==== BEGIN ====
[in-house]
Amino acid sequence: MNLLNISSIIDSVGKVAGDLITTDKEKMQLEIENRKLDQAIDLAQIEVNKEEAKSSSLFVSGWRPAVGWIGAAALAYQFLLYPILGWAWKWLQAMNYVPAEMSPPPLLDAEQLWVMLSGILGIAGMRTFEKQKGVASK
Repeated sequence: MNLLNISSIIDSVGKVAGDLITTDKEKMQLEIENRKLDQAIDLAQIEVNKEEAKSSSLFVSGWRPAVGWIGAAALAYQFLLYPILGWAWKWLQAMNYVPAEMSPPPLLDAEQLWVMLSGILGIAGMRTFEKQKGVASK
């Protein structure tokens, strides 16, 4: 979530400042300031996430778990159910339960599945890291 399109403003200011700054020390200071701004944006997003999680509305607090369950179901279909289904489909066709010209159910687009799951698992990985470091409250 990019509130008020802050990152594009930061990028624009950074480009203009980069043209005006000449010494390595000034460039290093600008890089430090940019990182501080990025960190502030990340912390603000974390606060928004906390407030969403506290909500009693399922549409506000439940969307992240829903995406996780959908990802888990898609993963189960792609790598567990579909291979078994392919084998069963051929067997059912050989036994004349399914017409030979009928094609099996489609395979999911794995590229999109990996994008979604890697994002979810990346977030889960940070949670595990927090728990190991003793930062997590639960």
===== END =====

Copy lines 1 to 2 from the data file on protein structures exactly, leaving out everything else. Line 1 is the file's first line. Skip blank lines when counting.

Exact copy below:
[in-house]
Amino acid sequence: MNLLNISSIIDSVGKVAGDLITTDKEKMQLEIENRKLDQAIDLAQIEVNKEEAKSSSLFVSGWRPAVGWIGAAALAYQFLLYPILGWAWKWLQAMNYVPAEMSPPPLLDAEQLWVMLSGILGIAGMRTFEKQKGVASK